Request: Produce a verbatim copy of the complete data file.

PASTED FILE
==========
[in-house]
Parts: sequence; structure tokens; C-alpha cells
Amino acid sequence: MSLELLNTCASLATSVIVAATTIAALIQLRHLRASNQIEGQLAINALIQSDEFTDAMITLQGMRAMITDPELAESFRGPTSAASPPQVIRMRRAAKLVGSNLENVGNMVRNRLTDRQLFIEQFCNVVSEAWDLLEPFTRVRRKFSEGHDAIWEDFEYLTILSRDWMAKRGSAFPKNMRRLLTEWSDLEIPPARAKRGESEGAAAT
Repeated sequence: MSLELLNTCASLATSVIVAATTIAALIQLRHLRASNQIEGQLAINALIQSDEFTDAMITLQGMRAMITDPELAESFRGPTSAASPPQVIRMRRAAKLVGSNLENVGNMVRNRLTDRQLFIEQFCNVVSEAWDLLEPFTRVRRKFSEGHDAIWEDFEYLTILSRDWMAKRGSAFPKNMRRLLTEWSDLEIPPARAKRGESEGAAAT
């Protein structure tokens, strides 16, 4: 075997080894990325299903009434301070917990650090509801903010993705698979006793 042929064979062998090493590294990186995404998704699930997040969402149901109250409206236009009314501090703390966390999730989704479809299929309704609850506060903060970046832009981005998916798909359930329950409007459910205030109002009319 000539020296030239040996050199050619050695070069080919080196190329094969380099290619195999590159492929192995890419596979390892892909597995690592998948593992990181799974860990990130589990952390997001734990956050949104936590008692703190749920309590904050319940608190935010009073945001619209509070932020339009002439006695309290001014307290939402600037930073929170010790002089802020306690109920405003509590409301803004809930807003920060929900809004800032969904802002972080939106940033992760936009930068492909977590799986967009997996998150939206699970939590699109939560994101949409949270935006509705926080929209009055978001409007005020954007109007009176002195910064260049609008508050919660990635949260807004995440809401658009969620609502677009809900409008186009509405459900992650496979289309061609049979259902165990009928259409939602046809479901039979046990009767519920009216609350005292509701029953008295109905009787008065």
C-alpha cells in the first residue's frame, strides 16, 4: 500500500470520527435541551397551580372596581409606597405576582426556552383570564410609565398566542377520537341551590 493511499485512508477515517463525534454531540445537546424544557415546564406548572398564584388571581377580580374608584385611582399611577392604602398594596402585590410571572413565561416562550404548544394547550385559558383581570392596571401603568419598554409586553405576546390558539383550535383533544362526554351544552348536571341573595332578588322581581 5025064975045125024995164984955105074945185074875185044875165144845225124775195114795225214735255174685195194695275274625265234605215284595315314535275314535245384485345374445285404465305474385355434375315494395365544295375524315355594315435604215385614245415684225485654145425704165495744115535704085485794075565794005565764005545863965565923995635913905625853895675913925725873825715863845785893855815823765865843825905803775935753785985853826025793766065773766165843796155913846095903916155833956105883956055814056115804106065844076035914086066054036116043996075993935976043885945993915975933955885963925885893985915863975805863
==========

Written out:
[in-house]
Parts: sequence; structure tokens; C-alpha cells
Amino acid sequence: MSLELLNTCASLATSVIVAATTIAALIQLRHLRASNQIEGQLAINALIQSDEFTDAMITLQGMRAMITDPELAESFRGPTSAASPPQVIRMRRAAKLVGSNLENVGNMVRNRLTDRQLFIEQFCNVVSEAWDLLEPFTRVRRKFSEGHDAIWEDFEYLTILSRDWMAKRGSAFPKNMRRLLTEWSDLEIPPARAKRGESEGAAAT
Repeated sequence: MSLELLNTCASLATSVIVAATTIAALIQLRHLRASNQIEGQLAINALIQSDEFTDAMITLQGMRAMITDPELAESFRGPTSAASPPQVIRMRRAAKLVGSNLENVGNMVRNRLTDRQLFIEQFCNVVSEAWDLLEPFTRVRRKFSEGHDAIWEDFEYLTILSRDWMAKRGSAFPKNMRRLLTEWSDLEIPPARAKRGESEGAAAT
């Protein structure tokens, strides 16, 4: 075997080894990325299903009434301070917990650090509801903010993705698979006793 042929064979062998090493590294990186995404998704699930997040969402149901109250409206236009009314501090703390966390999730989704479809299929309704609850506060903060970046832009981005998916798909359930329950409007459910205030109002009319 000539020296030239040996050199050619050695070069080919080196190329094969380099290619195999590159492929192995890419596979390892892909597995690592998948593992990181799974860990990130589990952390997001734990956050949104936590008692703190749920309590904050319940608190935010009073945001619209509070932020339009002439006695309290001014307290939402600037930073929170010790002089802020306690109920405003509590409301803004809930807003920060929900809004800032969904802002972080939106940033992760936009930068492909977590799986967009997996998150939206699970939590699109939560994101949409949270935006509705926080929209009055978001409007005020954007109007009176002195910064260049609008508050919660990635949260807004995440809401658009969620609502677009809900409008186009509405459900992650496979289309061609049979259902165990009928259409939602046809479901039979046990009767519920009216609350005292509701029953008295109905009787008065």
C-alpha cells in the first residue's frame, strides 16, 4: 500500500470520527435541551397551580372596581409606597405576582426556552383570564410609565398566542377520537341551590 493511499485512508477515517463525534454531540445537546424544557415546564406548572398564584388571581377580580374608584385611582399611577392604602398594596402585590410571572413565561416562550404548544394547550385559558383581570392596571401603568419598554409586553405576546390558539383550535383533544362526554351544552348536571341573595332578588322581581 5025064975045125024995164984955105074945185074875185044875165144845225124775195114795225214735255174685195194695275274625265234605215284595315314535275314535245384485345374445285404465305474385355434375315494395365544295375524315355594315435604215385614245415684225485654145425704165495744115535704085485794075565794005565764005545863965565923995635913905625853895675913925725873825715863845785893855815823765865843825905803775935753785985853826025793766065773766165843796155913846095903916155833956105883956055814056115804106065844076035914086066054036116043996075993935976043885945993915975933955885963925885893985915863975805863